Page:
Rapid Quantification of Telomerase Activity Employing an Improved Real-time Telomeric Repeat Amplification Protocol in Clinical Tissue Samples Eliminates Interference by PCR Inhibitors
- *Corresponding Author:
- Dr. Henning Wege
Department of Gastroenterology and Hepatology
University Medical Center Hamburg-Eppendorf
D-20246 Hamburg, Germany
Tel: + 49 152 22816347
Fax: +49 40 7410 59092
E-mail: [email protected]
Received Date: September 30, 2011; Accepted Date: October 16, 2011; Published Date: October 18, 2011
Citation: Schriefer P, Günes C, Wege H (2011) Rapid Quantification of Telomerase Activity Employing an Improved Real-time Telomeric Repeat Amplification Protocol in Clinical Tissue Samples Eliminates Interference by PCR Inhibitors. J Cancer Sci Ther 3: 176-180. doi:10.4172/1948-5956.1000084
Copyright: © 2011 Schriefer P, et al. This is an open-access article distributed under the terms of the Creative Commons Attribution License, which permits unrestricted use, distribution, and reproduction in any medium, provided the original author and source are credited.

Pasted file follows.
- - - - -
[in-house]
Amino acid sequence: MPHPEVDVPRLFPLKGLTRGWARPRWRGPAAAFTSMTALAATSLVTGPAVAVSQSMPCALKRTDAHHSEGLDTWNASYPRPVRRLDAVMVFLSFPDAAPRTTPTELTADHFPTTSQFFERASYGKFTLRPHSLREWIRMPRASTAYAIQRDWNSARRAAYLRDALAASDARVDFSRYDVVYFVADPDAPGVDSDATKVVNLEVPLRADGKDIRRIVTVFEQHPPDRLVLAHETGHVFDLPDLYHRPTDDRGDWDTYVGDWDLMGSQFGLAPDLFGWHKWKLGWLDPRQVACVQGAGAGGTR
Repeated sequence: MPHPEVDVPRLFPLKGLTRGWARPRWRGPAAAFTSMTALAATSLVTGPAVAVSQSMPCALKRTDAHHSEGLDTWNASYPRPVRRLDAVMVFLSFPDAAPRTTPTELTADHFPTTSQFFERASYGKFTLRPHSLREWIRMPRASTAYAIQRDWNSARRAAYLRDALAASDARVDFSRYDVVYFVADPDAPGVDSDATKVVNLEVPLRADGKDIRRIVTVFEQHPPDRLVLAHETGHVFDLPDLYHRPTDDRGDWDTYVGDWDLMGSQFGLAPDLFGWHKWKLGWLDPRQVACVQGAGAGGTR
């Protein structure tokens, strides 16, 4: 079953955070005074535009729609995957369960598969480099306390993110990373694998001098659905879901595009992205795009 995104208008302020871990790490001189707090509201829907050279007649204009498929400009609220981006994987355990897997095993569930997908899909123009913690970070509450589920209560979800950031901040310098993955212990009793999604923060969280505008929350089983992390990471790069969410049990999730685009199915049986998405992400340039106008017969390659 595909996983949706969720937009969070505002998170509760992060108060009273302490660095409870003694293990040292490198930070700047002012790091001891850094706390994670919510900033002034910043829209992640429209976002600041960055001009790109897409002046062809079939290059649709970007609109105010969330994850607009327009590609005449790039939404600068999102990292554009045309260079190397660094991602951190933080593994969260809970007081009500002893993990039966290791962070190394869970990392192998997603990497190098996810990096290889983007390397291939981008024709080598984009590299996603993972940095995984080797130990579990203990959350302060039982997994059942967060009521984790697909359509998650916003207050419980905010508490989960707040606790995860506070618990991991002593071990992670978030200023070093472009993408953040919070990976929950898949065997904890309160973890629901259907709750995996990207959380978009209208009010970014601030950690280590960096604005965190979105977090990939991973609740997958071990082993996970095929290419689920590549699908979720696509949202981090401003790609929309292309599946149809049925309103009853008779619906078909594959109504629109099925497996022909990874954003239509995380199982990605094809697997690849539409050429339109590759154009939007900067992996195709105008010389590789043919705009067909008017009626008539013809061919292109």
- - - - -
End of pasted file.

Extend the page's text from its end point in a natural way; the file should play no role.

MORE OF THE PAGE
Telomerase, a ribonucleoprotein with reverse transcriptase activity, enables human cells to maintain chromosomal stability and to proliferate without limits. Various studies demonstrated telomerase activation in human cancer, including hepatocellular carcinoma. Therefore, quantification of telomerase activity has been proposed as diagnostic and prognostic tool. In this study, we optimized a 1-step real-time quantitative telomeric repeat amplification protocol for the robust and rapid quantification of telomerase activity in clinical tissue samples. To ensure undisturbed PCR kinetics even in samples with high telomerase activity, we initially determined optimal sample dilution for our assay. Next, we assessed highly diluted samples and did not observe relevant interference by tissue inhibitors of PCR, which constitute a major problem analyzing clinical tissue samples with end-point assays. To test our real-time assay, we evaluated human liver samples and detected increased telomerase activity in malignant liver lesions, whereas benign liver tissue displayed only minimal telomerase activity. In conclusion, our optimized assay is suitable to quantify telomerase activity in clinical tissue samples without interference by PCR inhibitors. The assay may be employed to detect telomerase activity during carcinogenesis and to monitor telomerase activity during cancer progression and treatment.